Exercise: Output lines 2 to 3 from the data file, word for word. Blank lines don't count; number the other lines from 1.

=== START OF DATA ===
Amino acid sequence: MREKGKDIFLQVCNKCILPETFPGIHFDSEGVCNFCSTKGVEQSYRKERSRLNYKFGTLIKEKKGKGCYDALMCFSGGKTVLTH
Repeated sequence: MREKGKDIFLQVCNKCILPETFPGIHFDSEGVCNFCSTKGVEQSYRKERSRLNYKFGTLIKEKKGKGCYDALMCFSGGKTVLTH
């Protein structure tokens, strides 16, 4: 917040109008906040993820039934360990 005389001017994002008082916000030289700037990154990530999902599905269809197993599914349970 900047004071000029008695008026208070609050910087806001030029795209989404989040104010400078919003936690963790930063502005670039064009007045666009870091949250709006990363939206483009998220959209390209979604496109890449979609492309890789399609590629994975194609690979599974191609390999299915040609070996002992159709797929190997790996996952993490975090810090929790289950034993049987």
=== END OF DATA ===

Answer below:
Repeated sequence: MREKGKDIFLQVCNKCILPETFPGIHFDSEGVCNFCSTKGVEQSYRKERSRLNYKFGTLIKEKKGKGCYDALMCFSGGKTVLTH
């Protein structure tokens, strides 16, 4: 917040109008906040993820039934360990 005389001017994002008082916000030289700037990154990530999902599905269809197993599914349970 900047004071000029008695008026208070609050910087806001030029795209989404989040104010400078919003936690963790930063502005670039064009007045666009870091949250709006990363939206483009998220959209390209979604496109890449979609492309890789399609590629994975194609690979599974191609390999299915040609070996002992159709797929190997790996996952993490975090810090929790289950034993049987």